Many Packersfield settlers struggled and failed. Benjamin Pierce moved here from Gardner, Massachusetts with his wife, Azubah (Richardson), and their three-year-old son, Benjamin. It was 1794; Benjamin was 26 and Azubah, 22. They bought 100 acres of land from the Packer family in 1797, but probably built the home here the year they arrived. Their daughter, Betsey, was born in Packersfield in January 1795. Other children followed: Asenah (1799) and Azubah (1801.) The property cost them $266 and they reduced their investment two months later by selling, perhaps their best ten-acre piece of farmland, to neighbor, Robert Sheldon, for $43. A year and a half later a thirty-one acre piece was sold to Thaddeus Barker for $400. Barker built himself a house (B-4-4) and a furniture mill (B-4-7) on the property.

Life must have been hard for the young family with four small children pioneering on the remaining 59 acres of moderate and steep slopes. There was one decent site with a few acres of relatively flat land. On this they built a modest, twenty foot square house and somewhat larger barn. The tax rolls record no tillage or pasture, but there was a modest amount. They grew wheat, rye, oats and flax. Sheep provided wool. Benjamin died on June 4th 1801. Benjamin and Azubah’s youngest daughter was born six weeks later.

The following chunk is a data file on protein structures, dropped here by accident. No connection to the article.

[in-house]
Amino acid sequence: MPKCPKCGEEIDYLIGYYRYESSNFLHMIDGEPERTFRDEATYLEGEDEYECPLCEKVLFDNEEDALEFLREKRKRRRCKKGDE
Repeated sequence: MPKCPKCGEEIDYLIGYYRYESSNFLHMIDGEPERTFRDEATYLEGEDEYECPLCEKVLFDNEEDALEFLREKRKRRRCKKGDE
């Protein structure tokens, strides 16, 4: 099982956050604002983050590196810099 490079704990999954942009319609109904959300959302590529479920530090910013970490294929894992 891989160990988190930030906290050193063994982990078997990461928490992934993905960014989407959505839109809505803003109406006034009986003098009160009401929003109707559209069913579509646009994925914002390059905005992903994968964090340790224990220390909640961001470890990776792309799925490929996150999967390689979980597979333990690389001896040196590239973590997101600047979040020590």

We know something of their circumstances from the inventory of Benjamin’s estate. They had a house ,a barn and a well. Livestock consisted of a three-year-old colt, two cows, nine sheep, eight lambs and two pigs. Their household inventory was very modest, its composition reflecting their life and that of other small farmers in town. Benjamin had an axe, a sickle, a fork and a rake, Azubah a loom and a churn. Their estate also reflected their economic struggle. Their total estate was valued at about $650 most of that ($455) in the value of the farm itself. Josiah Melville, owner of the store in the village held notes totaling $142.33 with interest of $58.57 more. They had smaller debts as well.

The court authorized the sale of real estate to settle the debts, but sales of more than half of the farm only just paid those obligations. Azubah and her children were left with twenty-three acres, their house and contents. The picture is one of a family with a farm of modest size and quality struggling just to get by and doing so only by borrowing heavily. In 1804 the small family returned to Gardner – perhaps to her parents’ home.

Two years later Azubah married Joel Brooks,  six-months a widower, with seven children of his own. The couple added two more making thirteen children between them. In 1823 Azuba and her son, Benjamin, sold the remainder of the farm to Nathan Taft, for $200 ending her ties with that long ago, hard life. The buildings were probably in disrepair by then. Azubah died in Gardner in 1841 and is buried there. The burial place of her husband, Benjamin, is unknown.